The Dead Zone (1983)



I started watching SNL when I was 11, so obviously there were a lot of sketches that went over my head, but every now and then I'd enjoy one even though I wasn't even fully clued into the joke. One such sketch was when Christopher Walken was hosting and he played a psychic who could foresee inconsequential events in the future of anyone he touched ("You get a pistachio that's really hard to open!"), which I found hilarious and quoted all the time over the next few weeks. However, at the time I hadn't seen The Dead Zone, the 1983 film starring Walken, so I had no idea he was parodying one of his own characters.

I finally got around to seeing it sometime in college, and more or less immediately followed it with a read of the book, but hadn't seen it in its entirety since. So watching it on the big screen (part of a Stephen King themed programming block at the newly opened Alamo Drafthouse in LA*) was basically seeing it for the first time; all I really remembered was how it ended and that the film was kind of episodic, though even the details on those two things were hazy. Long story short, it was great to discover that the film is one of the best King adaptations.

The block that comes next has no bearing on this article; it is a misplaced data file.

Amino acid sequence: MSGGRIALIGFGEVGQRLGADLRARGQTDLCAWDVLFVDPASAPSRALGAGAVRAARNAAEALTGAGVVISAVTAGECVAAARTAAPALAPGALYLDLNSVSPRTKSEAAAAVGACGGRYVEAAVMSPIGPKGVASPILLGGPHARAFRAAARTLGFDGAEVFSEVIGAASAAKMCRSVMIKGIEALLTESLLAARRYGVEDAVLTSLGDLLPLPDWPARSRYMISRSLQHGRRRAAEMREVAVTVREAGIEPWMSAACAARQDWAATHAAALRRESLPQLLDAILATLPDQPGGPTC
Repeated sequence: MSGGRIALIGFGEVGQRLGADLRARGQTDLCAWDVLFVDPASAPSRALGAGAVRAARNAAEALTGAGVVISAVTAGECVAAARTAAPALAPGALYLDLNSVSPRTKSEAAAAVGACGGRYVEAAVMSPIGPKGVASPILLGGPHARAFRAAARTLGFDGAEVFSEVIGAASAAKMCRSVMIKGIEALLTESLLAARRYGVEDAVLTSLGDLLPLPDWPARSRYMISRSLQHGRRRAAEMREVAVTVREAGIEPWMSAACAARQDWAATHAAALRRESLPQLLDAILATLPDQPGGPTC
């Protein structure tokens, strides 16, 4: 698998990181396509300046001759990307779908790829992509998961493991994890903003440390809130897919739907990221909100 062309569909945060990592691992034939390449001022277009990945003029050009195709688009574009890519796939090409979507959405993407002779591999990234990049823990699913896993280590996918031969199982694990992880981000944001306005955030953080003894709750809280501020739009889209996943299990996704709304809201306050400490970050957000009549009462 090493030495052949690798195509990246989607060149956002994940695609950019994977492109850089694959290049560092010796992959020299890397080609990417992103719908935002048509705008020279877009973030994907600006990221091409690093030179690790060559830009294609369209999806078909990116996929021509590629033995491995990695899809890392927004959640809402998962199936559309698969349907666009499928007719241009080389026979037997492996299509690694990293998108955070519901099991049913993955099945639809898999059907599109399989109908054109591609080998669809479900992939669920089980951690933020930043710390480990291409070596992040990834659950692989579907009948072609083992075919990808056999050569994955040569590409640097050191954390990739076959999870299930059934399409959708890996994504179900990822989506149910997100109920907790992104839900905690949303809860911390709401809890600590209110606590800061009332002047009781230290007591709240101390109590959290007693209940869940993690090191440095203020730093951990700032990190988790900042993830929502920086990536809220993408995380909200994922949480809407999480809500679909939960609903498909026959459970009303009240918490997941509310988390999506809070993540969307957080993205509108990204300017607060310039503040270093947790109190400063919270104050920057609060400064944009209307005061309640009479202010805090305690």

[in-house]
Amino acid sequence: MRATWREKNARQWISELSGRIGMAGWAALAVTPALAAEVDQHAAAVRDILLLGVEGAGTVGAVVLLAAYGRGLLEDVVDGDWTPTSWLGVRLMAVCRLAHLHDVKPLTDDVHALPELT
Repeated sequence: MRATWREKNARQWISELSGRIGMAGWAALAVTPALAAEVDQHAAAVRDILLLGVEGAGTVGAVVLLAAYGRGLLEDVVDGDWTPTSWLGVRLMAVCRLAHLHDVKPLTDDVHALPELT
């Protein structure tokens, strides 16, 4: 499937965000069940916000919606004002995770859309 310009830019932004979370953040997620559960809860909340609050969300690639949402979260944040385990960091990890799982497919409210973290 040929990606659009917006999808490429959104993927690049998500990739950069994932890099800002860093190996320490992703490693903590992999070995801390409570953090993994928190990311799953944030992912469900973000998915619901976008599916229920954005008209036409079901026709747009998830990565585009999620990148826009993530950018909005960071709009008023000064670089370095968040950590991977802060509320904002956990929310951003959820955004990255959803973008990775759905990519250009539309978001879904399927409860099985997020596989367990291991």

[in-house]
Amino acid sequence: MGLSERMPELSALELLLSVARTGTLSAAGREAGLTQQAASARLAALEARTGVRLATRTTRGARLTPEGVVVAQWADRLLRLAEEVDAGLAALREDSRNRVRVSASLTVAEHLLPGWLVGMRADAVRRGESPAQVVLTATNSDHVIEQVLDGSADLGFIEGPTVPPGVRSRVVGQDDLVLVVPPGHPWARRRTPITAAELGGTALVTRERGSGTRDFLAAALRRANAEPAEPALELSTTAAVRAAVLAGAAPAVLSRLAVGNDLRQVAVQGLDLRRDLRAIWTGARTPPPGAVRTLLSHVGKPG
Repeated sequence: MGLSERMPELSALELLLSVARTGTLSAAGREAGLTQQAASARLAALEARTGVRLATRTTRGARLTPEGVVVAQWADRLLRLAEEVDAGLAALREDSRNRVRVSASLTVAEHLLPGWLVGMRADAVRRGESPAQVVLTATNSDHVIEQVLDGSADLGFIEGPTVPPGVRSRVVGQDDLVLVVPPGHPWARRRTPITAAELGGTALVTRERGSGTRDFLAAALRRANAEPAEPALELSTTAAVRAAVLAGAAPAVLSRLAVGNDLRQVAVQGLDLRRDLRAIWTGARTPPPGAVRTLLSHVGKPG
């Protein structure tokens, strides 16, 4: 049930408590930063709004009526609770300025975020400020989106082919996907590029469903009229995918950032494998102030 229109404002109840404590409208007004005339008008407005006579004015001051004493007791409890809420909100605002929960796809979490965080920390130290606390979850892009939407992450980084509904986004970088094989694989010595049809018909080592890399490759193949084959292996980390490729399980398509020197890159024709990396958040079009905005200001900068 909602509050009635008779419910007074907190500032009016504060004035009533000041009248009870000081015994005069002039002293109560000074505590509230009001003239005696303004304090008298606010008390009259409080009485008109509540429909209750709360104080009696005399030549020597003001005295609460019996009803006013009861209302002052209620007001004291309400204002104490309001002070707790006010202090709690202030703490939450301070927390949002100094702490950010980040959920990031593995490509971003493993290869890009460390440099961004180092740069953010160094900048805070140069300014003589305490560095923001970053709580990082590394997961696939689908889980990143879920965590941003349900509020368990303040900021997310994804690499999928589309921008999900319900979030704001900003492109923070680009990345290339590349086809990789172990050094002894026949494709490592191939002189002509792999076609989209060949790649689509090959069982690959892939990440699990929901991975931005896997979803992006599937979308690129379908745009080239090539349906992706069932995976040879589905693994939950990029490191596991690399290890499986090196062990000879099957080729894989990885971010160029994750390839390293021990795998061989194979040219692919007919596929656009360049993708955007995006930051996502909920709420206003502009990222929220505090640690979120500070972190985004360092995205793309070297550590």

It's also one of the best David Cronenberg movies, though it's worth noting it rarely feels like one of his. Apart from being shot in Canada, it's got zero of his trademarks; hell, it doesn't even have a score from Howard Shore, as the the studio insisted on Michael Kamen (who did a fine job, for what it's worth). I can't fault a guy for following his bliss, but I also can be sad that he didn't make more traditionally commercial/studio films - it's accessible, but there's a matter of fact-ness to the film's proceedings that I don't see other directors attempting, and it serves the subject matter well.